Rick Morris, a Certified Supply Chain Professional wrote in Supply House Times that while improving fill rates, improved forecast accuracy also lowers inventory levels measured in days of sales; and simultaneously, improved forecast accuracy improves fill rates and lowers inventory. He suggested this translates into increased profitability. When analysts have studied companies that were best-in-class in demand forecasting, they found these companies averaged (according to Advanced Market Research) 15% less inventory; 17% higher perfect order fulfillment; 35% shorter cash-to-cash cycle times; and 1/10 the stock outs of their peers. In addition, every 3% increase in forecast accuracy increased profit margin by 2%. These improvements in inventory efficiencies then translate into improved financial metrics, including 10% improvement in earnings per share; 5% increase in return on assets; and a 2.5% gain in profits.
Reducing the Risk of Supply Chain Disruptions
Sunil Chopra and ManMohan S. Sodhi, reported for the MIT Sloan Management Review, that supply chain executives complain there have been major supply chain disruptions, highlighting vulnerabilities for individual companies and for entire industries globally. Today’s managers know that they need to protect their supply chains from serious and costly disruptions, but the most obvious solutions — increasing inventory, adding capacity at different locations and having multiple suppliers — undermine efforts to improve supply chain cost efficiency. Surveys have shown that while managers appreciate the impact of supply chain disruptions, they have done very little to prevent such incidents or mitigate their impacts. This is because solutions to reduce risk mean little unless they are weighed against supply chain cost efficiency. After all, financial performance is what pays the bills.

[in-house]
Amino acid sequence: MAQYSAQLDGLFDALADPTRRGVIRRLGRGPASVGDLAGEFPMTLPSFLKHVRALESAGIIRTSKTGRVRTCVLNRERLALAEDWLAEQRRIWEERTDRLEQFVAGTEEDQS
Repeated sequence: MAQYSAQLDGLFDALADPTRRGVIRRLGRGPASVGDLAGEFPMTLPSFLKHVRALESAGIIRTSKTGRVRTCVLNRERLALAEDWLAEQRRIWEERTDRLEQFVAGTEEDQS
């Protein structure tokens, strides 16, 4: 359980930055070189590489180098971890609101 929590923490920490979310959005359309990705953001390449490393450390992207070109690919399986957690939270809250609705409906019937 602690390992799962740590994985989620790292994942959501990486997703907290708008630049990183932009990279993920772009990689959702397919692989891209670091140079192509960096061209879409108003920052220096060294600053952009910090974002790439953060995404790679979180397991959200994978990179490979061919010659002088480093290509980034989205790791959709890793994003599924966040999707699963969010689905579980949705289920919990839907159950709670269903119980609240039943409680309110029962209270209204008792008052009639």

Supply Chain Market reported the closest any manufacturer can get to the magic bullet is supply chain visibility. Supply chain visibility is needed to achieve a manufacturers’ goal of saving money quickly and inexpensively. Supply chain visibility means all partners get access to data in real-time. Visibility to all orders allows suppliers to proactively respond to abnormal fluctuations in demand. Poor visibility often results in parts shortages. Frustrated manufacturers report having no idea they were down to the last box of parts. The result is expensive, requiring faster shipping methods to get the part back on the shop floor. A real-time view of parts on hand allows a supply chain manager to take-action before there is a stock out, eliminating expedited fees.
eKanban software provides an effective quick win. An eKanban system can mitigate disruptions associated with stock outs through automated inventory replenishment and visibility into real-time demand signals, supplier response and more. Current manufacturing Kanban technologies have evolved to automate and simplify even the most complex supply chains.
In addition to eKanban, many of today’s manufacturers are taking advantage of all the digitization created to enable the Internet of Things and elevating visibility within and beyond their four walls – and across multi-enterprise environments. So, what steps are manufacturers taking toward this end, and more importantly, what is the investment?
The answer depends upon your starting point.
In a recent research report, Gartner defines their five stages of maturity in supply chain visibility to include: Asset; functional; supply chain; value chain; and ecosystem visibility. (Gartner, Define the Five Stages of Supply Chain Visibility Maturity, 2016.) As an organization moves toward greater maturity, the number of disparate data sources to be aggregated and made visible multiplies. As such, web-based and SaaS priced visual factory information systems (VFIS) are gaining favor based on their flexible technology architecture, affordability and ability to easily scale – manufacturers can use the same system to visualize information as they mature through the stages. And because the VFIS connects to any data source (legacy systems, ERP, MES, PLM, WMS, machines, etc.), manufacturers wouldn’t necessarily need to invest in any other systems to get started on impacting the bottom line through greater supply chain visibility.
We will spend more time exploring how manufacturers are creating greater supply chain visibility and empowering people with relevant, real-time information, in future posts. In the meantime, if you have any examples you would like to share, please leave a comment!